He travelled across America looking for the right style and taste. The bun has to be right and the dog has to be right. He doesn’t share who his suppliers are but admitted to us that he used a Jewish bakery and a local butcher who double smokes for extra flavour.
His menu consists of seven hotdogs, with the Bacon Cheese, ‘Beef Richard’, and German-style ‘Best of Ze Wurst’ headlining daily. Inspired by Richard’s love for takoyaki octopus balls, the peculiar ‘Yoshi Dog’, with crispy onions, homemade wasabi mayo, takoyaki sauce, and chopped seaweed, has also been a big hit.
But while Engine has caught on like wildfire, Richard’s story is about stability. He is an actor, having graduated from acting college in 2005, and joined up with the National Theatre soon after. His frozen yoghurt venture came from a desire to create an outlet, to subsidise his path into acting.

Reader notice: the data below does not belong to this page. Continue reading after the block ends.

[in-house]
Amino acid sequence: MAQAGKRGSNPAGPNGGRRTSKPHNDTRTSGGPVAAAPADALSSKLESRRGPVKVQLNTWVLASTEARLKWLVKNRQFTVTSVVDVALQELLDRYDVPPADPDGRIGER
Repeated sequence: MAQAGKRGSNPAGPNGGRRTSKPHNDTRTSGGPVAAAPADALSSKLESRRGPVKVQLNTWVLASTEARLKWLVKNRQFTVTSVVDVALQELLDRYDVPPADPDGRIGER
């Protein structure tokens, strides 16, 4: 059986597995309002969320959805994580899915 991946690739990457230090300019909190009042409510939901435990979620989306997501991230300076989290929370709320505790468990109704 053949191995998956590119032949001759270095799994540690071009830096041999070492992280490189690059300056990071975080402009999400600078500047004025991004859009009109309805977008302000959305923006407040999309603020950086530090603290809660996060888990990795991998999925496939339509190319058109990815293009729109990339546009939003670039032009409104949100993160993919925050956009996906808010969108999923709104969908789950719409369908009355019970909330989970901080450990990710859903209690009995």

“Engine creates the perfect balance,” he said, “I’m completely committed to both my acting career and the perfect hotdog. Too much of a step in one direction would throw things out of kilter. I pick the number of dogs every day depending on where I am with Engine, I also am lucky enough to be able to pick my lifestyle.”
A recent event out of London saw Richard start at 5am up north, head down to London for an audition during lunch, get the role, and shoot back up to Engine to finish the day’s servings. Richard is a man full of commitment, and Engine is further proof that the simplest way into the business can often be the best way in, for everyone involved.